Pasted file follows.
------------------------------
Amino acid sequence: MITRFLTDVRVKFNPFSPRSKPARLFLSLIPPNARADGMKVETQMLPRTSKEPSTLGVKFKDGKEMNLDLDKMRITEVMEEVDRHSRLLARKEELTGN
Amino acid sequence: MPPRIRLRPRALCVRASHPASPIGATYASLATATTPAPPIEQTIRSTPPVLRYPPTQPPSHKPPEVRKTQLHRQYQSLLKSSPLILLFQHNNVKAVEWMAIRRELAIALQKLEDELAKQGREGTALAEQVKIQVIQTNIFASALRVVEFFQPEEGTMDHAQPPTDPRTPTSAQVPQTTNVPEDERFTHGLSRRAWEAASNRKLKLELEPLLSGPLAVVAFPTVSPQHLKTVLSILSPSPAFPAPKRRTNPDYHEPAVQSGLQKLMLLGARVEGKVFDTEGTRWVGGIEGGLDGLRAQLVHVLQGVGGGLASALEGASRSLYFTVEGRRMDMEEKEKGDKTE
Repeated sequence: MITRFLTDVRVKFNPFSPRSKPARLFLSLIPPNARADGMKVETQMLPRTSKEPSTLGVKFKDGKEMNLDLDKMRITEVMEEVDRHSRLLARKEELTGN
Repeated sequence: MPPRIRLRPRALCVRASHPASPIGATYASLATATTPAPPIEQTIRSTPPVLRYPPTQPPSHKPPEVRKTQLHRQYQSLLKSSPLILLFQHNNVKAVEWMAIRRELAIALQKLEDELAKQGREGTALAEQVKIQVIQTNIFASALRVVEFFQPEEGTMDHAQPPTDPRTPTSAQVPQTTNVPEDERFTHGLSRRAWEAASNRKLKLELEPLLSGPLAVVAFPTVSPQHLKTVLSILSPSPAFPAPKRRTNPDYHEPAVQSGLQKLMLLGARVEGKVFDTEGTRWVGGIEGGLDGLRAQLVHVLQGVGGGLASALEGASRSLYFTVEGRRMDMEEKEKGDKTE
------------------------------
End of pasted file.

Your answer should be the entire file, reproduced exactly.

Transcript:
Amino acid sequence: MITRFLTDVRVKFNPFSPRSKPARLFLSLIPPNARADGMKVETQMLPRTSKEPSTLGVKFKDGKEMNLDLDKMRITEVMEEVDRHSRLLARKEELTGN
Amino acid sequence: MPPRIRLRPRALCVRASHPASPIGATYASLATATTPAPPIEQTIRSTPPVLRYPPTQPPSHKPPEVRKTQLHRQYQSLLKSSPLILLFQHNNVKAVEWMAIRRELAIALQKLEDELAKQGREGTALAEQVKIQVIQTNIFASALRVVEFFQPEEGTMDHAQPPTDPRTPTSAQVPQTTNVPEDERFTHGLSRRAWEAASNRKLKLELEPLLSGPLAVVAFPTVSPQHLKTVLSILSPSPAFPAPKRRTNPDYHEPAVQSGLQKLMLLGARVEGKVFDTEGTRWVGGIEGGLDGLRAQLVHVLQGVGGGLASALEGASRSLYFTVEGRRMDMEEKEKGDKTE
Repeated sequence: MITRFLTDVRVKFNPFSPRSKPARLFLSLIPPNARADGMKVETQMLPRTSKEPSTLGVKFKDGKEMNLDLDKMRITEVMEEVDRHSRLLARKEELTGN
Repeated sequence: MPPRIRLRPRALCVRASHPASPIGATYASLATATTPAPPIEQTIRSTPPVLRYPPTQPPSHKPPEVRKTQLHRQYQSLLKSSPLILLFQHNNVKAVEWMAIRRELAIALQKLEDELAKQGREGTALAEQVKIQVIQTNIFASALRVVEFFQPEEGTMDHAQPPTDPRTPTSAQVPQTTNVPEDERFTHGLSRRAWEAASNRKLKLELEPLLSGPLAVVAFPTVSPQHLKTVLSILSPSPAFPAPKRRTNPDYHEPAVQSGLQKLMLLGARVEGKVFDTEGTRWVGGIEGGLDGLRAQLVHVLQGVGGGLASALEGASRSLYFTVEGRRMDMEEKEKGDKTE